Searching over 5,500,000 cases.


searching
Buy This Entire Record For $7.95

Download the entire decision to receive the complete text, official citation,
docket number, dissents and concurrences, and footnotes for this case.

Learn more about what you receive with purchase of this case.

Kuri v. Addictive Behavioral Change Health Group, LLC

United States District Court, D. Kansas

January 31, 2019

CRYSTAL NICOLE JONES a/k/a CRYSTAL NICOLE KURI, Plaintiff,
v.
ADDICTIVE BEHAVIORAL CHANGE HEALTH GROUP, LLC, Defendant.

          MEMORANDUM AND ORDER

          HOLLY L. TEETER UNITED STATES DISTRICT JUDGE

         Plaintiff Crystal Nicole Kuri filed this action against her former employer, Defendant Addictive Behavioral Change Health Group, LLC, under the Fair Labor Standards Act (“FLSA”), 29 U.S.C. §§ 201, et seq., the Kansas Wage Payment Act (“KWPA”), K.S.A. §§ 44-313, et seq., and Kansas state law alleging claims of failure to pay overtime, wages due, breach of contract, and retaliation. In response, Defendant asserted counterclaims for unjust enrichment and breach of contract. Plaintiff now seeks dismissal of Defendant's counterclaims and partial summary judgment in her favor on two of her affirmative claims-Count I for violations of the FLSA and Count V for FLSA retaliation. Docs. 75, 77.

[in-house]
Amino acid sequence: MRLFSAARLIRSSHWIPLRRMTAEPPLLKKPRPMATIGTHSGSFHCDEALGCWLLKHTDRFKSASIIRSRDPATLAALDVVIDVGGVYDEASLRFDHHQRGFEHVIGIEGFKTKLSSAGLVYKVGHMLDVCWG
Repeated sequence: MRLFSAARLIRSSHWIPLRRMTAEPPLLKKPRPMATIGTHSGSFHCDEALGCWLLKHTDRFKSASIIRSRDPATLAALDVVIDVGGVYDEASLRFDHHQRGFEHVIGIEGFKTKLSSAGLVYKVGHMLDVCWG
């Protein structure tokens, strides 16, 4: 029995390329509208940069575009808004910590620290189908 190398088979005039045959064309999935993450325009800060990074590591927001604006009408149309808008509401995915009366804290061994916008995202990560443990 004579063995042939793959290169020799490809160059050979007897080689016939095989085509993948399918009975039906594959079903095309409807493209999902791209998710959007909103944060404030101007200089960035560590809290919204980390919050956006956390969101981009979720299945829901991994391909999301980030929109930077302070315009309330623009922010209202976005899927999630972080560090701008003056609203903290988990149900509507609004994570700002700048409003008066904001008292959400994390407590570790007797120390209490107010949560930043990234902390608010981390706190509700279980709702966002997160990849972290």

For the following reasons, the Court finds that it lacks subject matter jurisdiction over Defendant's state law counterclaim for breach of contract and, accordingly, dismisses without prejudice that claim. The Court, however, declines to dismiss Defendant's unjust enrichment claim on either of the bases sought by Plaintiff. The Court likewise denies Plaintiffs motions for partial summary judgment on her claims for violation of the FLSA and FLSA retaliation.

         I. BACKGROUND

         A. Factual Allegations[1]

         Defendant employed Plaintiff as a dispensing nurse from November 2014 to January 2015. Doc. 72 at 2. Pursuant to Plaintiff s employment contract, Defendant was to pay Plaintiff an hourly wage of $20.25. Id. Defendant's employees-including Plaintiff, during the pendency of her employment-record time worked by clocking in and out of their shifts through a computer program. Id. at 1-2. For any hours worked overtime, Defendant's Policies and Procedures Manual provides: